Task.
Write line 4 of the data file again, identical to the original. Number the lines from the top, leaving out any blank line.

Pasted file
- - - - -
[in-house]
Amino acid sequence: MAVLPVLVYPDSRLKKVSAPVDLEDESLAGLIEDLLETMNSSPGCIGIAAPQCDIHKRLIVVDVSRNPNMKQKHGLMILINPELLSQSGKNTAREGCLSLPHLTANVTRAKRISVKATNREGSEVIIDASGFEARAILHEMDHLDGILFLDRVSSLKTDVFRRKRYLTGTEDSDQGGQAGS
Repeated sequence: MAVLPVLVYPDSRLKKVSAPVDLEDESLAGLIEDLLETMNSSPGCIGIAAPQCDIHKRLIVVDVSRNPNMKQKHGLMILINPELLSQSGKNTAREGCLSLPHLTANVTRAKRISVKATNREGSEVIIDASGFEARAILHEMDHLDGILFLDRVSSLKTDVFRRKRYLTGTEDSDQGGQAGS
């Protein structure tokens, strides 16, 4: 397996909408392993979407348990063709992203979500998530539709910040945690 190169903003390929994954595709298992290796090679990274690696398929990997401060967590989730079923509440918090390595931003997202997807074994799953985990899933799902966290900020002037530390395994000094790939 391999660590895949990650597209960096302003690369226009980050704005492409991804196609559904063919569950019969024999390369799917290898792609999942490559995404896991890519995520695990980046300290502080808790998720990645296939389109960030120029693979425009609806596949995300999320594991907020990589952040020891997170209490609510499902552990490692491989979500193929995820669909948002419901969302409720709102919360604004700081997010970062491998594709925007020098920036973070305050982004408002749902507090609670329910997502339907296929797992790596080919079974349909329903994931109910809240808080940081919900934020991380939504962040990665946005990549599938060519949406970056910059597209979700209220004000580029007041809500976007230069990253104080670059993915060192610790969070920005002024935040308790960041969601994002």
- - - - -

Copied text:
């Protein structure tokens, strides 16, 4: 397996909408392993979407348990063709992203979500998530539709910040945690 190169903003390929994954595709298992290796090679990274690696398929990997401060967590989730079923509440918090390595931003997202997807074994799953985990899933799902966290900020002037530390395994000094790939 391999660590895949990650597209960096302003690369226009980050704005492409991804196609559904063919569950019969024999390369799917290898792609999942490559995404896991890519995520695990980046300290502080808790998720990645296939389109960030120029693979425009609806596949995300999320594991907020990589952040020891997170209490609510499902552990490692491989979500193929995820669909948002419901969302409720709102919360604004700081997010970062491998594709925007020098920036973070305050982004408002749902507090609670329910997502339907296929797992790596080919079974349909329903994931109910809240808080940081919900934020991380939504962040990665946005990549599938060519949406970056910059597209979700209220004000580029007041809500976007230069990253104080670059993915060192610790969070920005002024935040308790960041969601994002």